If the law goes enacted as written, employers will have to weigh the risk of conducting the training and potentially infringing on the Stop WOKE Act against the risk of not conducting it and losing the defense, Perez said.

For employers looking to avoid legal trouble but continue on with their trainings, the “first and most conservative approach” would be to complete all DEI training before the law takes effect, Thomas said. “That’s the most practical thing I can say. It can’t apply retroactively to anything before July 1.”

Outside of that strategy, Thomas recommended employers review the content of their existing programs and score it against the law’s restrictions. Examples in the trainings should be evaluated to ensure they bring balance and neutrality, and to ensure they don’t unfairly target one sex or one race as a perpetrator or recipient of misconduct. Thomas emphasized that employers should review the training with counsel.

The law may have created an opportunity to create new training modules, too. “Under the law they’ve cherry-picked dimensions,” Thomas said. The act is specific and consistent in its use of race, color, sex and national origin, but the Florida Civil Rights Act includes other dimensions like age and religion, Thomas pointed out. “So potentially create new modules so you can still have new conversations about bias, maybe disability bias or religious bias,” she said. “Those are not dimensions that the act is interested in at all.”

Time for a ‘strategic pause’?

Ultimately, the Stop WOKE Act will cause many employers to put what Thomas calls “a strategic pause” on DEI trainings until more legal guidance is available. The law is written in vague and broad terms, Thomas said, so employers will have to watch how the courts interpret it after it goes into effect. 

“Employers don’t want to be in the unenviable position of playing catch-up with the development,” she said. “​​The law is ambiguous, and it’s broad, and there are all sorts of clauses with double and quadruple negatives. It’s very frustrating for the layperson who is trying to roll out DEI programming in light of such ambiguity.”

By pausing DEI trainings, organizations can continue with their training — eventually — without becoming a test case. “Most companies cannot afford to be a test case,” Thomas said. “Regardless of how proud you are of your DEI values, no one wants to go to the mat for it, at least in terms of potential legal cost.”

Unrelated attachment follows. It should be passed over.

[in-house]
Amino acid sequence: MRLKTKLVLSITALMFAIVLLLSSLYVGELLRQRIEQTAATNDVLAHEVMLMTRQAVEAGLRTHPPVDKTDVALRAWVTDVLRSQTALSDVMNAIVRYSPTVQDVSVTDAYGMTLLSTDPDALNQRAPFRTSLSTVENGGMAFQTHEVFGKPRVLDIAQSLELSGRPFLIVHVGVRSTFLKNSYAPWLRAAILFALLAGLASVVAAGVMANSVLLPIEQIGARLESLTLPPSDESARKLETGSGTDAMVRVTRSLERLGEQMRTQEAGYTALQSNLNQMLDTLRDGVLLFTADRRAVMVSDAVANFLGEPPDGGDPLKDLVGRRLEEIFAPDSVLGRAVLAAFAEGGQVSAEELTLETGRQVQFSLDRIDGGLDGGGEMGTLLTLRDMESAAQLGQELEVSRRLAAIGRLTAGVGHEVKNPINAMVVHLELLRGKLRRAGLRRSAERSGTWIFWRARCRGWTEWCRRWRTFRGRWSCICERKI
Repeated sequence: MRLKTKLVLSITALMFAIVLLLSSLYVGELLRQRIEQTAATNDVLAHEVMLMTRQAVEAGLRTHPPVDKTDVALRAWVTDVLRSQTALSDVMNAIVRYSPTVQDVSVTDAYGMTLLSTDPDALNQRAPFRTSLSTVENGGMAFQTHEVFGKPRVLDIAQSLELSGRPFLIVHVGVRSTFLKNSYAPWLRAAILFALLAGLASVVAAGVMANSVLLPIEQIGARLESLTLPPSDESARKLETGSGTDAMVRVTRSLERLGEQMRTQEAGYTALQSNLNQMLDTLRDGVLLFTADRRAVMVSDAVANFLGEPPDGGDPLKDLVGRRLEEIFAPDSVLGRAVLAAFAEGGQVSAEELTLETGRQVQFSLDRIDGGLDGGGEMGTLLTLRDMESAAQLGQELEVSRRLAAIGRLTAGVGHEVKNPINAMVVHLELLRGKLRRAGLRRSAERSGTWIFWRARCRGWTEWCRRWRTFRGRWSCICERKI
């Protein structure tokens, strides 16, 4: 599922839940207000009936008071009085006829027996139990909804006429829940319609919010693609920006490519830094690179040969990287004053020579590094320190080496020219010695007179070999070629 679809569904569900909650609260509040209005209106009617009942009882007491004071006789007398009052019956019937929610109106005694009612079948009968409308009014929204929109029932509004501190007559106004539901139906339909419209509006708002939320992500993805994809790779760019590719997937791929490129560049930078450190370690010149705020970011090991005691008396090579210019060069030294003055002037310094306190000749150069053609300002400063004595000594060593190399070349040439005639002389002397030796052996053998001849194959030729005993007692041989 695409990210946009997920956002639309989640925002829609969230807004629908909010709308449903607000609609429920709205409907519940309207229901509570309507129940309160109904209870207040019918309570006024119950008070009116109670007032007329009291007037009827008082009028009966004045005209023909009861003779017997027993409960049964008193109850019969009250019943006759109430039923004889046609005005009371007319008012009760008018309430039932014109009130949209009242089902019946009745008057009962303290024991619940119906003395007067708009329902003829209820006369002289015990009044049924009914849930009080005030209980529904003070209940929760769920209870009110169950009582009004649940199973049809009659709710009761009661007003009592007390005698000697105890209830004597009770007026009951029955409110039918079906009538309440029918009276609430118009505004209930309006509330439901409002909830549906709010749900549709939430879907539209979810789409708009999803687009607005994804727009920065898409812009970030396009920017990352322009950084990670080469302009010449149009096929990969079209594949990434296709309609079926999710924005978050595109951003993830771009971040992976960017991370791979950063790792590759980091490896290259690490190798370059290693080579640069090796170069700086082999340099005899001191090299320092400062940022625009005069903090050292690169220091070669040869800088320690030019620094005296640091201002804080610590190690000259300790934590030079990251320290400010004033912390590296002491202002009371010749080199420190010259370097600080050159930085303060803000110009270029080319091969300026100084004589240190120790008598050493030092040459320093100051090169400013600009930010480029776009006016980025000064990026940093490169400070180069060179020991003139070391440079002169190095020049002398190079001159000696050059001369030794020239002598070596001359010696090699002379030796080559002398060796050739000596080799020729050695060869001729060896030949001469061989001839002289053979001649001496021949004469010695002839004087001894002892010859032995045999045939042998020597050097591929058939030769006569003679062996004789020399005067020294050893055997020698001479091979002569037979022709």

A strategic pause may also offer some comfort to DEI practitioners struggling with DeSantis’ proposed regulations on their work. Thomas recounted client calls with DEI pros who were near tears over the blow to their profession. She encouraged practitioners to find a way to carry on their work without inviting legal challenges.

There will be some organizations that choose to halt their DEI work entirely, Hodo predicted. They may position their choice as defensive, but some will use the law as an excuse to end programs they weren’t truly invested in to begin with, Hodo predicted. 

“Let’s be real: A lot of DEI efforts weren’t a focus until the murder of George Floyd,” she said. “Companies that didn’t have efforts before that will go back to the status quo.”

Whether the law puts a pause on or an end to DEI work, it will stunt employee and organizational growth, Hodo and Thomas each concluded. 

“If this is allowed to stand in its current format, it places organizations at a disadvantage,” Thomas said. “It tries to outlaw discomfort. It makes psychological distress a form of discrimination. But you can’t experience growth without discomfort.”

Hodo agreed. The legislation will crush opportunities for conversations about the strength of diversity — conversations she said she believes are crucial to doing business. Hodo, who saw her DEI trainings canceled when Trump halted diversity training for federal contractors in 2020, questioned the pushback to DEI embodied by the Stop WOKE Act. In her mind, DEI training offers a similar kind of competency training employers offer and workers expect when cultural borders are crossed to do business.

The long road ahead

Predictions about the impact of the Stop WOKE Act are all tempered by one question: Will the legislation go into effect as passed?

Minutes after DeSantis signed the act, Hodo and four other plaintiffs filed a lawsuit seeking a preliminary injunction against the law. The lawsuit claims that the legislation breaches the free speech rights of Florida employers and educators. The plaintiffs requested a hearing for a preliminary injunction, which was scheduled for June 21 — nine days before the law is set to take effect. 

Depending on the outcome of that hearing, Thomas said she expects appeals from the losing side. She predicts employers could be watching legal developments play out for up to two years, as appeals regarding the act wind their way to the Supreme Court’s docket. 

Even beyond legal sparring, employers will watch this law. “This is an act that many other states are watching vigilantly. Keep in mind that this is the first time besides Trump’s revoked order pertaining to federal contractors that we have a restriction on private employers in a state,” Thomas said.

Still, the idea of the law is nothing new. It expands on the efforts to dismantle similar discussions in schools. Schools have seen more than 100 bills aimed at restricting conversations around race and gender across the country. Tennessee currently has a statewide bill with similar provisions before the legislature.

“This is the beginning of a potential trend, and we’ll see how it winds its way through the judicial and appellate processes,” Thomas said. “Whatever happens on June 21, we will not see the last of it.”